M. H. HANSEN, “Polis. Introduzione alla città-stato dell’antica Grecia”, Milano, Università Bocconi Editore, 2012;
M. BETTALLI (ed.), “Introduzione alla storiografia greca”, nuova edizione, Roma, Carocci editore, 2009.
Students will prepare this Unit on the following material:
1. the texts read and commented by the teacher in class (the teacher will supply this material);
2. a choice of articles, chapters of book, or books among the following texts (the teacher will give more information at the beginning of the course):
V. ILARI, “Guerra e diritto nel mondo antico, I: Guerra e diritto nel mondo greco-ellenistico fino al III secolo”, Milano, Giuffré, 1980;
V. D. HANSON (ed.), “Hoplites: The Classical Greek Battle Experience”, London-New York, Routledge, 1991;
P. JANNI, “Il mare degli antichi”, Bari, Dedalo, 1996;
K.-J. HÖLKESKAMP, “La guerra e la pace”, in S. SETTIS (ed.), “I Greci”, vol. II, 2: “Una storia greca. Definizione”, Torino, Einaudi, 1997, pp. 481-539;
V. D. HANSON, “The western way of war : infantry battle in classical Greece”, with an introduction by J. Keegan, second edition, Berkeley-Los Angeles 2000 (Italian translation of the first edition: “L’arte occidentale della guerra: descrizione di una battaglia nella Grecia classica”, Milano, Mondadori, 1990);
J. S. MORRISON, J. F. COATES, N. B. RANKOV, “The Athenian Trireme. The History and Reconstruction of an Ancient Greek Warship”, second edition. Cambridge, CUP, 2000;
H. van WEES (ed.), “War and Violence in Ancient Greece”, London, Duckworth, 2000;
H. VAN WEES, “Greek Warfare: Myths and Realities”, London, Duckworth, 2004 (Italian translation “La guerra dei Greci: miti e realtà”, Gorizia, LEG, 2009).
P. SABIN, H. VAN WEES, M. WHITBY (ed.s), “The Cambridge History of Greek and Roman Warfare, I: Greece, the Hellenistic World and the Rise of Rome”, Cambridge, CUP, 2007;
A. SCHWARTZ, “Reinstating the Hoplite: Arms, Armour and Phalanx Fighting in Archaic and Classical Greece”, Stuttgart, Steiner, 2009;
D. M. PRITCHARD (ed.), “War, Democracy and Culture in Classical Athens”, Cambridge, CUP, 2010;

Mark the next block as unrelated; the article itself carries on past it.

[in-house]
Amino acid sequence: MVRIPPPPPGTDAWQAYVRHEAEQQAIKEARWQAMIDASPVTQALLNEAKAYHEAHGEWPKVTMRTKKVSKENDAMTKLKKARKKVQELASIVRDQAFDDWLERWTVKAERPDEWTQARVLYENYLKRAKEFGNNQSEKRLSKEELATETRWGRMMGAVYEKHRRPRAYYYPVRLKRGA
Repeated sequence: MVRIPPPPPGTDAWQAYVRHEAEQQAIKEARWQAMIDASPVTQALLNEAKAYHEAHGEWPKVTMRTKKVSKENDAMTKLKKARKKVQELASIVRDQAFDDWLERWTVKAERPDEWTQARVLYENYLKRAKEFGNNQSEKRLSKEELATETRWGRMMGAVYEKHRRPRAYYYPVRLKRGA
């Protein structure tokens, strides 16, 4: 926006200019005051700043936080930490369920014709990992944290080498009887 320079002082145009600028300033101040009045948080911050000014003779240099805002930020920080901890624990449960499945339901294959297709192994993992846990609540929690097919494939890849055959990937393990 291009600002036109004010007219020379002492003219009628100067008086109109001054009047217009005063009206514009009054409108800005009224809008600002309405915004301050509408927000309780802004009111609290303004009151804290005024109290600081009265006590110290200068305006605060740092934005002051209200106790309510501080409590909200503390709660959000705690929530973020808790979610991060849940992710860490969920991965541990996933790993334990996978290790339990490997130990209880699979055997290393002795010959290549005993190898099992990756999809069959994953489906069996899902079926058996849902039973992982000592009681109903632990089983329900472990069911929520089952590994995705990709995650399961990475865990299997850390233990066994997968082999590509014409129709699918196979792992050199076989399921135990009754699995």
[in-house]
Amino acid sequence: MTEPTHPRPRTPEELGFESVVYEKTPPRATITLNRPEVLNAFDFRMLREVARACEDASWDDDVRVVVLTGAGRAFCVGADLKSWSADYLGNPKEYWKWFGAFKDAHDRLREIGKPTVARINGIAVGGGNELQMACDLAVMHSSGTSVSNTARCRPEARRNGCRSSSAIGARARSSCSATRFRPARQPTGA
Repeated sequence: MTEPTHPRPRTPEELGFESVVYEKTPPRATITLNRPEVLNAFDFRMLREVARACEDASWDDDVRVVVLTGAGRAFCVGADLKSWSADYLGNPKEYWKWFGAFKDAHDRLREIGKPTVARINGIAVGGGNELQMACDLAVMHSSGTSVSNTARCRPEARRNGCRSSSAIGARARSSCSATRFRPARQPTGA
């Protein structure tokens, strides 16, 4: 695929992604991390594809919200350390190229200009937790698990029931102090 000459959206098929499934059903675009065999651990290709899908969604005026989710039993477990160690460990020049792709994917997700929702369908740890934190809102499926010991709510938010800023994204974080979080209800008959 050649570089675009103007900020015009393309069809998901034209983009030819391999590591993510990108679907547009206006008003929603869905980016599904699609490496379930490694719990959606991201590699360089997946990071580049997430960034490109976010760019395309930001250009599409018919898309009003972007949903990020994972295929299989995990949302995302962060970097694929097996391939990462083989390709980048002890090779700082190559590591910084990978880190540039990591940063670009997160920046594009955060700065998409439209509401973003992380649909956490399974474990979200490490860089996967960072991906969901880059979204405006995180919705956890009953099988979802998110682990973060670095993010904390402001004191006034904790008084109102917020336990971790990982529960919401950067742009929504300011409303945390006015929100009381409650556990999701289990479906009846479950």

F. ECHEVERRÍA, “Hoplite and Phalanx in Archaic and Classical Greece: A Reassessment”, in “Classical Philology” 107, 2012, pp. 291-318;
U. FANTASIA, “La guerra del Peloponneso”, Roma, Carocci editore, 2012;
M. BETTALLI, “Mercenari. Il mestiere delle armi nel mondo greco antico”, Roma, Carocci editore, 2013.
Teaching will consist mainly of frontal lessons, integrated with training activities and other forms of assisted didactic activity. For Unit A, these activities will consist of visits to the library, in order to directly consult collections of sources and bibliographical as well as research tools, and of workshops with small groups of students, aimed at the close analysis of literary and epigraphic texts. For Unit B, the frontal lessons will be integrated with seminars, in which the most actively involved students will present the results of their observations and research on the topics agreed upon with the teacher.
Assessment methods and criteria
Learning assessment will consist of an oral examination. Tests are not planned during the course, but the final grading will duly take into account the level of participation of the students, including training activities and workshops. In particular, for students attending Unit B, the final assessment will focus on their capacity to organize and present their own research within the seminar. In the final oral test, questions will aim at ascertaining that students, as a minimum requirement to pass the exam, master the basic knowledge of the historical development of the Greek world from the archaic age to the Hellenistic period and the main research tools, while showing the capacity to set the evidence studied in class in its proper context and find their way, with significant self-confidence, among the sources and texts pertaining to the in-depth monographic Unit.